Video system gives parents of NICU babies peace of mind

At the most crucial moments, the image on the screen made the distance between mother and child disappear.

Remi Kingery had been in the neonatal intensive care unit at Franciscan Health Indianapolis for almost 90 days. The tiny baby was getting healthier, as her mother Courtney Kingery could see on her every-other-day visits. But on the days she had to return to her home in Avon, Kingery needed a way to close to her baby girl.

On those days, she could pull out her phone, open up an app and see live video of Remi sleeping.

“It’s really nice. I usually stay here every other night, so it’s super reassuring when I do go home, to log in any time and see Remi,” Kingery said. “I can see what she’s doing and get an update on her care.”

The Kingery family is one of many who have been comforted by a new feature at Franciscan Health Indianapolis. The hospital has implemented live-streaming video and one-way audio system to place on 29 NICU beds.

Parents and family members are able to log on through a secure network to see and hear their baby 24-hours a day.

”(The NICU) isn’t a journey that most parents plan on taking. Some parents can’t stay every night, but it’s hard to leave their baby,” said Lori Kraeszig, unit manager for neonatal intensive care unit and pediatric outpatient clinic at Franciscan Health Indianapolis. “Being able to sit and view their children gives them that peace of mind.”

Like most hospitals, Franciscan Health Indianapolis had a system in place allowing parents to see video of their babies in the NICU. The hospital utilized ceiling-mounted cameras, and parents could call in to get a code to access the video through the GoTo Meeting software.

But the system had drawbacks, said Jennifer Johnson, patient care coordinator at the NICU.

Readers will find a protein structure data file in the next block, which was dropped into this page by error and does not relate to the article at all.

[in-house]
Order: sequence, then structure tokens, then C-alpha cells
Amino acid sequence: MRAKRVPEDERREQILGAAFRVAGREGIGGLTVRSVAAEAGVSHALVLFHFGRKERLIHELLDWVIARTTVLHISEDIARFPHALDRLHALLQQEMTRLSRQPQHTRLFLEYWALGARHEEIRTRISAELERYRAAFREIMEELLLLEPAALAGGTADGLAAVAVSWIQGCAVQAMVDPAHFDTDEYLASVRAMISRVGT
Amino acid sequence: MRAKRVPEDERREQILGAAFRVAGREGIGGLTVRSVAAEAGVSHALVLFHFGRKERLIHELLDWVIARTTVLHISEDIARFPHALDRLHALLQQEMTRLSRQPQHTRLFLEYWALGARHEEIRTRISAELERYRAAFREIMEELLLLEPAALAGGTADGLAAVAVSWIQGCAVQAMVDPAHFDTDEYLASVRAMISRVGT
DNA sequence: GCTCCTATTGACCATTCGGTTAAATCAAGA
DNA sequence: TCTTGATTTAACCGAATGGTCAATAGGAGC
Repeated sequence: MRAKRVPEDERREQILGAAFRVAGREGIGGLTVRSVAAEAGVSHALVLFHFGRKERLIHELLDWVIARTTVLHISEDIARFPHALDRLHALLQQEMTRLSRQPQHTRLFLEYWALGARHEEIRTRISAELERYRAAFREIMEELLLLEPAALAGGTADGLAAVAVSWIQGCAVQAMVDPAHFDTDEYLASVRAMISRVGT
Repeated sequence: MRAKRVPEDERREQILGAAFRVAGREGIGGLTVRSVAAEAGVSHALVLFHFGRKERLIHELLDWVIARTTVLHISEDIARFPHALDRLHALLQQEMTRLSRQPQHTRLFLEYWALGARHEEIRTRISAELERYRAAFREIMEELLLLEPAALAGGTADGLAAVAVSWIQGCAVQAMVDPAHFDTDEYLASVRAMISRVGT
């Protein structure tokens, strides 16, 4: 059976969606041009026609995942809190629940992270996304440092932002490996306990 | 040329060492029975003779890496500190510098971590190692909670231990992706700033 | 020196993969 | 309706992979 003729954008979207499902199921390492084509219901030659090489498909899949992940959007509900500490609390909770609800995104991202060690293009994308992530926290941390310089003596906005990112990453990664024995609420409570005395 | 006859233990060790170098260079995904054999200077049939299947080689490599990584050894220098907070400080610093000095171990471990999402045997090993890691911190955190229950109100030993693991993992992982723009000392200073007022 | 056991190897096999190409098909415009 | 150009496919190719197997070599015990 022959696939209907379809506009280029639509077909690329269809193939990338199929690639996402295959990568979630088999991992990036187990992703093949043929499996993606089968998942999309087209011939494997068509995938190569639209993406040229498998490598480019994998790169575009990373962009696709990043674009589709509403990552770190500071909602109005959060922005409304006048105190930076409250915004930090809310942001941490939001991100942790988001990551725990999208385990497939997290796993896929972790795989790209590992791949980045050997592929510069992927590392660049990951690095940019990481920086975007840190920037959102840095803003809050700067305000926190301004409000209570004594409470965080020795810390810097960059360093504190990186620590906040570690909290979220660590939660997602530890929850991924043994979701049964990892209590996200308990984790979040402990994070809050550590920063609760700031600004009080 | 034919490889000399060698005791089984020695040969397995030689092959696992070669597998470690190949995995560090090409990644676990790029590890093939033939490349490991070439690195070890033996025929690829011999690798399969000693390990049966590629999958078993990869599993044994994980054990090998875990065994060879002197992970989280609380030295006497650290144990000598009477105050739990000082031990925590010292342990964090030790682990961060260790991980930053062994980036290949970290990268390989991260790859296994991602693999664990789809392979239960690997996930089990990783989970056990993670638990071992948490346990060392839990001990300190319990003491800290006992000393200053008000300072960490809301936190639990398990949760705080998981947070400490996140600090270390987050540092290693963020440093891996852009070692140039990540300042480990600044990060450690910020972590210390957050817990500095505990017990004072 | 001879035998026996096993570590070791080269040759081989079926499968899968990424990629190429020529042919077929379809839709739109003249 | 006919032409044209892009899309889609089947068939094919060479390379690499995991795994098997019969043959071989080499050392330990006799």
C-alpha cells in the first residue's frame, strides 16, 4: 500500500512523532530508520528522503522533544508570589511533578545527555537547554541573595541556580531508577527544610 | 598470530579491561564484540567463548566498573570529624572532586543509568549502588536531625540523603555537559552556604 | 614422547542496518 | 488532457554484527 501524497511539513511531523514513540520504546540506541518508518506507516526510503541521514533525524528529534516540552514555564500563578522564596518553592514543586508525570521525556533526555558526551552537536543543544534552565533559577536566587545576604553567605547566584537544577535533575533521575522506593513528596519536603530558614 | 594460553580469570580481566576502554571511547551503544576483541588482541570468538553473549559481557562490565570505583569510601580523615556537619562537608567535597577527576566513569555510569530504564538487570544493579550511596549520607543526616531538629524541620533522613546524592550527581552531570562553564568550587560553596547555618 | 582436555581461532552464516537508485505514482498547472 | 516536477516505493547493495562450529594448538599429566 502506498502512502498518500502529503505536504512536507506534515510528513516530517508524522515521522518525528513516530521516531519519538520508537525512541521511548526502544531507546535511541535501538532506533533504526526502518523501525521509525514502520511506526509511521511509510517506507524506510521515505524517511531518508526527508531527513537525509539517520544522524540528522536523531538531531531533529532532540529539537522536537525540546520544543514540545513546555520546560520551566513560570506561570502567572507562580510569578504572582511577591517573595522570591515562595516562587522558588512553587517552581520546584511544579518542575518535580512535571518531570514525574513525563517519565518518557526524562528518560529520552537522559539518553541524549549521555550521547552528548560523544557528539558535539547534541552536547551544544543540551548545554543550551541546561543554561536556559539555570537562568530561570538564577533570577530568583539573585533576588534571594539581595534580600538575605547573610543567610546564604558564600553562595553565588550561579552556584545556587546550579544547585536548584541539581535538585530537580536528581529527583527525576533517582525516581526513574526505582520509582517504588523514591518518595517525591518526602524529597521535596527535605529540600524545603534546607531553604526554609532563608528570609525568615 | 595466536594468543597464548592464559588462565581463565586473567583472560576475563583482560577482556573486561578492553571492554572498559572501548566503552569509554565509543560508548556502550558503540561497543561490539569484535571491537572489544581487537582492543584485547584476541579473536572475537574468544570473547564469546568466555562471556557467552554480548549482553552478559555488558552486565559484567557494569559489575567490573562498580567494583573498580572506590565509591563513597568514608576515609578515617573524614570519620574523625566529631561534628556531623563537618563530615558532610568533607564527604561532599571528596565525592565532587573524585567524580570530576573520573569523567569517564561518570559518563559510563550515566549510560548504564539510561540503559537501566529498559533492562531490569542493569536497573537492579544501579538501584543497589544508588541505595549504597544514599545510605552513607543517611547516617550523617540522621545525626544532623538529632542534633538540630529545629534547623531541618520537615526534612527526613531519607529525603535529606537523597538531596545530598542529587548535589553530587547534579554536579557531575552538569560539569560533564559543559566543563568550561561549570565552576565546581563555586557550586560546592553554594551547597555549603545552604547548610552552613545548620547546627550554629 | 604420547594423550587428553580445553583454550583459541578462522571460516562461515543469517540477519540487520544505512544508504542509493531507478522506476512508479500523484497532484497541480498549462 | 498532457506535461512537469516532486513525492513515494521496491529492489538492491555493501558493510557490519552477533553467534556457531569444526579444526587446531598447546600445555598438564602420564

“You can see how far away it was, and it really didn’t zoom in well. All they got was this view,” she said.

In addition, the process was convoluted, requiring parents to get a different code every time they wanted to access the video, Kraeszig said. Only the parents were able to access it.

Officials in the NICU started investigating alternatives. Talking with different companies and software developers, they found one they felt worked best.

“It was a long process. First we had to get the funding, and we were trying to get a grant first, then the hospital approved to fund it,” Kraeszig said.

Developed by the company AngelEye, the system was designed to improve communication and collaboration between families and the nurses and doctors caring for their children.

The camera units are mounted on an adjustable arm that swings down and can be placed right next to the baby’s protective crib.

Families are provided with a secure login, which they can share with multiple people — aunts, uncles, grandparents and others, Kraeszig said.

The camera is on constantly, with the exception of when medical staff are providing care to the baby, Kraeszig said.

“When we’re doing care, we just turn it off for that short time, and turn it back on,” she said.

Video from the cameras is crisp and full of detail. The cameras also have night view, which allows parents to see their children without disturbing the baby’s sleep.

“A lot of times, we fabric draped over so they can sleep, but with the night mode, we can still put it right up to there and they can see the baby,” Johnson said.

Medical staff can also send one-way messages to parents, updating them with little notes on how the baby is doing.

“I always wanted the staff and nurses to be able to reach out to the parents. Everybody is so busy that it’s hard to find that time to sit and call. But now they can send a message, at least once a shift, updating them,” Kraeszig said.

Of the NICU’s 31 beds, 29 of them are equipped with the camera system — the only exceptions being two beds used strictly for short-term observation, Kraeszig said.

Since the system went online on March 16, the response from parents has been overwhelmingly positive.

“Everyone loves it, especially the ones who went from the old system to this. They don’t have to call in the middle of the night to get a code, they can just see their baby whenever,” Johnson said.

Kingery’s baby Remi was born on Jan. 10, and has been in the NICU ever since. The new video system has provided an added layer of relief during their long stay at Franciscan Health Indianapolis.

In addition, she receives more information than ever before about her baby’s progress, Kingery said.

“The nurses send me updates in regard to her care. I like to see how much weight she gained and how much bottle she ate. At every check that I miss, even if I have to leave for meeting, they send me a chat letting me know that,” she said. “It’s that reassurance.”